His direct appeal having failed, Lee turned his attention to state post-conviction proceedings. In particular, he filed a Rule 32 petition in the Dallas County Circuit Court in February 2005, and filed an amended Rule 32 petition in April 2005. (Vol. 13, R-62 and R-63.)9 In its final configuration, Lee's Rule 32 petition raised more than three dozen assignments of error, including, inter alia, 25 separate grounds for an ineffective assistance of counsel claim and 10 constitutional attacks on Alabama's death penalty scheme, both on its face and as applied. On August 28, 2007, Judge Meigs issued a 138-page opinion denying Lee's amended Rule 32 petition in its entirety. (Vol. 22, R-79.) In so doing, he concluded that "the allegations in Lee's amended Rule 32 petition are either deficiently pleaded, fail to state a claim, are directly refuted by the record or are otherwise without merit, or are precluded from postconviction review." (Id. at 137-38.) Lee once again appealed to the Alabama Court of Criminal Appeals; however, on October 9, 2009, that appellate court entered a 32-page order affirming the Circuit Court'ssummary denial of the postconviction petition, without granting an evidentiary hearing. (Vol. 22, R-80.) Lee's petitions for rehearing and for writ of certiorari were subsequently denied. (Id.)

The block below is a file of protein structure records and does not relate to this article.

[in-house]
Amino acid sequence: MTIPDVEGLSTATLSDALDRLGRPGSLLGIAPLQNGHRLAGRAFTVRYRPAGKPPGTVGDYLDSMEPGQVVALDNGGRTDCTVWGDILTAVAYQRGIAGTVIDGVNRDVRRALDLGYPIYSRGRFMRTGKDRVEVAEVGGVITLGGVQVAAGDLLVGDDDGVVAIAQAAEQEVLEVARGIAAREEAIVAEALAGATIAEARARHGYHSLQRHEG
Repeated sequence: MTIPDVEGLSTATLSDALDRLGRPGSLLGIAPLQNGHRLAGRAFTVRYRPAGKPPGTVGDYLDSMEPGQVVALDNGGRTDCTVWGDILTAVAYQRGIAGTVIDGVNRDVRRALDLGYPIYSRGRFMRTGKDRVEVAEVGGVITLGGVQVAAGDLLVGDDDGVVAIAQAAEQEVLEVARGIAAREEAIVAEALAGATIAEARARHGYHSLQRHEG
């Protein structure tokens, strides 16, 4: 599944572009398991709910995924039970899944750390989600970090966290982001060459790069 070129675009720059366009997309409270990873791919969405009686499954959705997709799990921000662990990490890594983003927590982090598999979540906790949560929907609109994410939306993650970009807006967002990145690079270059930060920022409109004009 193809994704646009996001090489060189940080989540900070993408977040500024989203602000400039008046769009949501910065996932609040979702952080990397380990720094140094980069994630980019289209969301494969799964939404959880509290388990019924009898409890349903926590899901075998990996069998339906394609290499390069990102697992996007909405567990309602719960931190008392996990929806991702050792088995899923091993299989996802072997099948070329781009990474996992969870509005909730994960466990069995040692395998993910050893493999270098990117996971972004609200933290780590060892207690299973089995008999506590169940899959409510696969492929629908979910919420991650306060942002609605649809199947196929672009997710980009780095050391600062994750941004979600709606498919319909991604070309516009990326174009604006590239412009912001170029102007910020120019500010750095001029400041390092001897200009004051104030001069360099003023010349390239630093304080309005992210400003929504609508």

4. Habeas Corpus Petition.

On October 21, 2010, Lee timely filed in this District Court his § 2254 Petition for Writ of Habeas Corpus by Person in State Custody under Death Sentence.10 The lengthy § 2254 Petition asserts 12 grounds for federal habeas corpus relief (along with countless embedded sub-grounds and sub-issues), including the following: (i) violation of Batson...